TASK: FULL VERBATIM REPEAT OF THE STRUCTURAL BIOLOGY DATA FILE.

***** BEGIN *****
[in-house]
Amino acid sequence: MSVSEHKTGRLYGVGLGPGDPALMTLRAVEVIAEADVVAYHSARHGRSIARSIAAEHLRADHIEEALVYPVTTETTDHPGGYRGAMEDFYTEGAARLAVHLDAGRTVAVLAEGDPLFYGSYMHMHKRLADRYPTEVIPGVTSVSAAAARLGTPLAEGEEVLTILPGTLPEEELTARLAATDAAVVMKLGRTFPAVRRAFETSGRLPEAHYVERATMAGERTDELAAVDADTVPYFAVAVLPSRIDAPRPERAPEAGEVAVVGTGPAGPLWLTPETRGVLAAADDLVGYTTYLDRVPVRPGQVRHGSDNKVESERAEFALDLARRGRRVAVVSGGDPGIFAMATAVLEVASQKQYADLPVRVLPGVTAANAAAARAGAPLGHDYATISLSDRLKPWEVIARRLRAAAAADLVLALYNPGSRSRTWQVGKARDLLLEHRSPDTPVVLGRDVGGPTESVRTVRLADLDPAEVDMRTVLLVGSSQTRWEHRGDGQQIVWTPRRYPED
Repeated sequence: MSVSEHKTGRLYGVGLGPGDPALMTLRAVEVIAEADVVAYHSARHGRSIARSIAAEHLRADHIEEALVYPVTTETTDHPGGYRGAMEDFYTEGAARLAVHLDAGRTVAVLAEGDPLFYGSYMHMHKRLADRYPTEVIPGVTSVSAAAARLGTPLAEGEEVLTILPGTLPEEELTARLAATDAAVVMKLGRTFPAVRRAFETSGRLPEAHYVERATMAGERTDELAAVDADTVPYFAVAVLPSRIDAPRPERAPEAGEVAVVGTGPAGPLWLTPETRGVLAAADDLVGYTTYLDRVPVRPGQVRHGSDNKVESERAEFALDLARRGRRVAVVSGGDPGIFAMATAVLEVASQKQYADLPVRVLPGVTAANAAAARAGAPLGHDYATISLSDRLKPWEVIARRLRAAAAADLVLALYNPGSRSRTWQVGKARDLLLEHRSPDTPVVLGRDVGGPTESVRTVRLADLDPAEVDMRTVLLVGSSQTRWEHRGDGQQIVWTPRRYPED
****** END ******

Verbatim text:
[in-house]
Amino acid sequence: MSVSEHKTGRLYGVGLGPGDPALMTLRAVEVIAEADVVAYHSARHGRSIARSIAAEHLRADHIEEALVYPVTTETTDHPGGYRGAMEDFYTEGAARLAVHLDAGRTVAVLAEGDPLFYGSYMHMHKRLADRYPTEVIPGVTSVSAAAARLGTPLAEGEEVLTILPGTLPEEELTARLAATDAAVVMKLGRTFPAVRRAFETSGRLPEAHYVERATMAGERTDELAAVDADTVPYFAVAVLPSRIDAPRPERAPEAGEVAVVGTGPAGPLWLTPETRGVLAAADDLVGYTTYLDRVPVRPGQVRHGSDNKVESERAEFALDLARRGRRVAVVSGGDPGIFAMATAVLEVASQKQYADLPVRVLPGVTAANAAAARAGAPLGHDYATISLSDRLKPWEVIARRLRAAAAADLVLALYNPGSRSRTWQVGKARDLLLEHRSPDTPVVLGRDVGGPTESVRTVRLADLDPAEVDMRTVLLVGSSQTRWEHRGDGQQIVWTPRRYPED
Repeated sequence: MSVSEHKTGRLYGVGLGPGDPALMTLRAVEVIAEADVVAYHSARHGRSIARSIAAEHLRADHIEEALVYPVTTETTDHPGGYRGAMEDFYTEGAARLAVHLDAGRTVAVLAEGDPLFYGSYMHMHKRLADRYPTEVIPGVTSVSAAAARLGTPLAEGEEVLTILPGTLPEEELTARLAATDAAVVMKLGRTFPAVRRAFETSGRLPEAHYVERATMAGERTDELAAVDADTVPYFAVAVLPSRIDAPRPERAPEAGEVAVVGTGPAGPLWLTPETRGVLAAADDLVGYTTYLDRVPVRPGQVRHGSDNKVESERAEFALDLARRGRRVAVVSGGDPGIFAMATAVLEVASQKQYADLPVRVLPGVTAANAAAARAGAPLGHDYATISLSDRLKPWEVIARRLRAAAAADLVLALYNPGSRSRTWQVGKARDLLLEHRSPDTPVVLGRDVGGPTESVRTVRLADLDPAEVDMRTVLLVGSSQTRWEHRGDGQQIVWTPRRYPED